Blade Runner 2049

Blade Runner 2049 ★★★★½

There's an elegant simplicity buried beneath the subtly soulful performances, elaborately filthy cyberpunk production design, labyrinthine procedural noir mystery, and gorgeous cinematography of this pseudo-cult paragon.

What does it mean to make a choice?

KD6-3.7 was designed for a purpose: 'retire' rogue replicants. He's good at his job, sheepishly avoiding the ire of his human superiors as he carves out his niche and saves up bonuses to enhance his Joi unit, the one thing that brings him a modicum of happiness. But every time she glitches, he's reminded that everything about his existence is artificial.

Around him, the demands of multinational industry, law enforcement, simulated affection, and possible revolution compete for his attention, each presenting its own set of variables, none of which offer nourishment to his intellect or soul.

So when a chance to prove to himself that he might be more than just another replicant arises, he sparks to the occasion. The notion that his fate is not predetermined soaks the dry gauze that was his existence, dampening him with a mere possibility of an opportunity to think and feel for himself.

- Minor spoilers below. -

The world of Eldon Tyrell, Rick Deckard, and Rachael is an artifact, of consequence only as a story that ignites K's dive into intrigue, and himself. In pursuit of a missing child born of a replicant, everyone serves their masters: Luv serves Wallace, who is as beholden to bolstering industry as Lt. Joshi is to law enforcement maintaining a status quo, while Mariette and Freysa are beholden to the replicant underbelly. KD6-3.7 is as beholden to his programming as Joi is to hers, giving her owner what he wants to hear and see. When Joi makes love to K in unison with Mariette, she attempts to give him something 'real', but these affections are as artificial as placing a holographic steak over a bowl of slop.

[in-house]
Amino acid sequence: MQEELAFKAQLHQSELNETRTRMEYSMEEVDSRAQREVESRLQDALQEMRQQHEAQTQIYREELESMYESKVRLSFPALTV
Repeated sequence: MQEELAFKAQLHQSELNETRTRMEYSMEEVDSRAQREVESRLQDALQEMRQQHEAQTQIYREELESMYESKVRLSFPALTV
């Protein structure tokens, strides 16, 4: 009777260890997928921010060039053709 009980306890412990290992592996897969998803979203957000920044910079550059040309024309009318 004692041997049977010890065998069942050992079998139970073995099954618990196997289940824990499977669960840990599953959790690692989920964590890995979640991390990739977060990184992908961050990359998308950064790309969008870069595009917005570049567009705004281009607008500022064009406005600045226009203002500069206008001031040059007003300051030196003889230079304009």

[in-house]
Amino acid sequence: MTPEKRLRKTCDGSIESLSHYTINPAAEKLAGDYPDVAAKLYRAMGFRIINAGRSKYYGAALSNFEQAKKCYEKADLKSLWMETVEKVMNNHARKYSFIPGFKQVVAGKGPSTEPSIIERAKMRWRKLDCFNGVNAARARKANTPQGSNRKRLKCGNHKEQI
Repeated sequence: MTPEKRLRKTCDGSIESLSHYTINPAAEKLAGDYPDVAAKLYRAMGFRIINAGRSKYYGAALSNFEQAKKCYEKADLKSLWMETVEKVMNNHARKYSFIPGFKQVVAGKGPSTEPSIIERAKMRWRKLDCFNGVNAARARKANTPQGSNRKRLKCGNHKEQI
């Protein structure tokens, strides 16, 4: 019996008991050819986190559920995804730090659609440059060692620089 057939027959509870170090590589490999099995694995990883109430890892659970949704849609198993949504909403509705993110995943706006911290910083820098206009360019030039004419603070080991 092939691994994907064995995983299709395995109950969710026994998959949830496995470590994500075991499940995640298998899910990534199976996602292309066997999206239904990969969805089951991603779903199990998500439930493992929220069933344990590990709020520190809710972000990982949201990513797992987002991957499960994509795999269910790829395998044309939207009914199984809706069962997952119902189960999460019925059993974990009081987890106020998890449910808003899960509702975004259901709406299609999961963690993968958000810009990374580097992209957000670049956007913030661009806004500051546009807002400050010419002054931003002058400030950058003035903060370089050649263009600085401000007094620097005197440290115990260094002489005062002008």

When confronted by this menagerie of competing desires, each suiting the demands of commerce, justice, love, and equality, each insisting upon its own hegemony, KD6-3.7 must decide what is most important to him in a world that has clearly gone wrong.

How do we assign value to our lives? Is it through money, morality, sex, or the nebulous ideations that we have some greater relevance? That we belong to an ongoing hierarchy that insists upon what we own, who we love, how we love them, and what we do before we die?

- Major spoilers abound. -

While KD6-3.7 may wrestle with these questions, he ultimately determines that reuniting Deckard with his daughter means more than maintaining a status quo that is clearly poisonous, and the simple, redemptive humanity of this action clearly means more to him than his life.

And why not? In the end, it is his rebellion against everything he is expected to embody that makes him more compassionate and human than everyone around him. As far as replicants are concerned, Luv may be 'the best one', but she's still fighting for the same old bullshit. K sees it. He fights against it. And he fucking drowns her in it. When K chokes Luv out, he isn't just avenging the death of his girlfriend, he's finishing off everything that tells him who he's supposed to be, definitively proving that mettle outstrips design. And that's the power of embracing one's free will.

Bryan liked these reviews